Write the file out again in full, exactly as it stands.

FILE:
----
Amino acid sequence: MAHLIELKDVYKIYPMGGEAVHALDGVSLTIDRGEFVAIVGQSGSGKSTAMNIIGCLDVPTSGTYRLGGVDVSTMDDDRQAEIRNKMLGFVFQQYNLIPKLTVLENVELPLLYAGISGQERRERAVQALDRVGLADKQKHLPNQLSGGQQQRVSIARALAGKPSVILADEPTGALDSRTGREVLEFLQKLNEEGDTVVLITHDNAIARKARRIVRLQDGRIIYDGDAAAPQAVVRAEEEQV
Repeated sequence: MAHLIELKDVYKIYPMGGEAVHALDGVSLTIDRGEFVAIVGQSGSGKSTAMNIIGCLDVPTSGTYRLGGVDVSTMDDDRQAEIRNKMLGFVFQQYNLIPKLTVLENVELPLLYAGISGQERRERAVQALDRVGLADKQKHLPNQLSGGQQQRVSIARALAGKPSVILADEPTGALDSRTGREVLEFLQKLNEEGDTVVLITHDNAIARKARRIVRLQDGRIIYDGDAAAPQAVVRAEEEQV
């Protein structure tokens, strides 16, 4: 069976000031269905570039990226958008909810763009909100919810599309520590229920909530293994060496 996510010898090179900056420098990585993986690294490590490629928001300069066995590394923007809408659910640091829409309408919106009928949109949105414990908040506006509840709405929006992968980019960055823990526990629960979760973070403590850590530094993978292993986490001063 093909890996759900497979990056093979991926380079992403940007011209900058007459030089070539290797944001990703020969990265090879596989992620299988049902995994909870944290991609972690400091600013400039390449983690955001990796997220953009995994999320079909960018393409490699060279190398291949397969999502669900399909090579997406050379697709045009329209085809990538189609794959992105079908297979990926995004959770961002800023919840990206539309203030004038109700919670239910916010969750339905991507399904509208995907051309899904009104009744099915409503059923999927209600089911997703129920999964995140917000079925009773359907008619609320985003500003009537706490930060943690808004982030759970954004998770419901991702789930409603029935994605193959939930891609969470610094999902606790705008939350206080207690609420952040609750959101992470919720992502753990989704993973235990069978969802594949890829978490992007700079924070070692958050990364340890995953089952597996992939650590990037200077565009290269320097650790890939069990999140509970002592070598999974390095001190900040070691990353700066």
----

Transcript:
Amino acid sequence: MAHLIELKDVYKIYPMGGEAVHALDGVSLTIDRGEFVAIVGQSGSGKSTAMNIIGCLDVPTSGTYRLGGVDVSTMDDDRQAEIRNKMLGFVFQQYNLIPKLTVLENVELPLLYAGISGQERRERAVQALDRVGLADKQKHLPNQLSGGQQQRVSIARALAGKPSVILADEPTGALDSRTGREVLEFLQKLNEEGDTVVLITHDNAIARKARRIVRLQDGRIIYDGDAAAPQAVVRAEEEQV
Repeated sequence: MAHLIELKDVYKIYPMGGEAVHALDGVSLTIDRGEFVAIVGQSGSGKSTAMNIIGCLDVPTSGTYRLGGVDVSTMDDDRQAEIRNKMLGFVFQQYNLIPKLTVLENVELPLLYAGISGQERRERAVQALDRVGLADKQKHLPNQLSGGQQQRVSIARALAGKPSVILADEPTGALDSRTGREVLEFLQKLNEEGDTVVLITHDNAIARKARRIVRLQDGRIIYDGDAAAPQAVVRAEEEQV
């Protein structure tokens, strides 16, 4: 069976000031269905570039990226958008909810763009909100919810599309520590229920909530293994060496 996510010898090179900056420098990585993986690294490590490629928001300069066995590394923007809408659910640091829409309408919106009928949109949105414990908040506006509840709405929006992968980019960055823990526990629960979760973070403590850590530094993978292993986490001063 093909890996759900497979990056093979991926380079992403940007011209900058007459030089070539290797944001990703020969990265090879596989992620299988049902995994909870944290991609972690400091600013400039390449983690955001990796997220953009995994999320079909960018393409490699060279190398291949397969999502669900399909090579997406050379697709045009329209085809990538189609794959992105079908297979990926995004959770961002800023919840990206539309203030004038109700919670239910916010969750339905991507399904509208995907051309899904009104009744099915409503059923999927209600089911997703129920999964995140917000079925009773359907008619609320985003500003009537706490930060943690808004982030759970954004998770419901991702789930409603029935994605193959939930891609969470610094999902606790705008939350206080207690609420952040609750959101992470919720992502753990989704993973235990069978969802594949890829978490992007700079924070070692958050990364340890995953089952597996992939650590990037200077565009290269320097650790890939069990999140509970002592070598999974390095001190900040070691990353700066």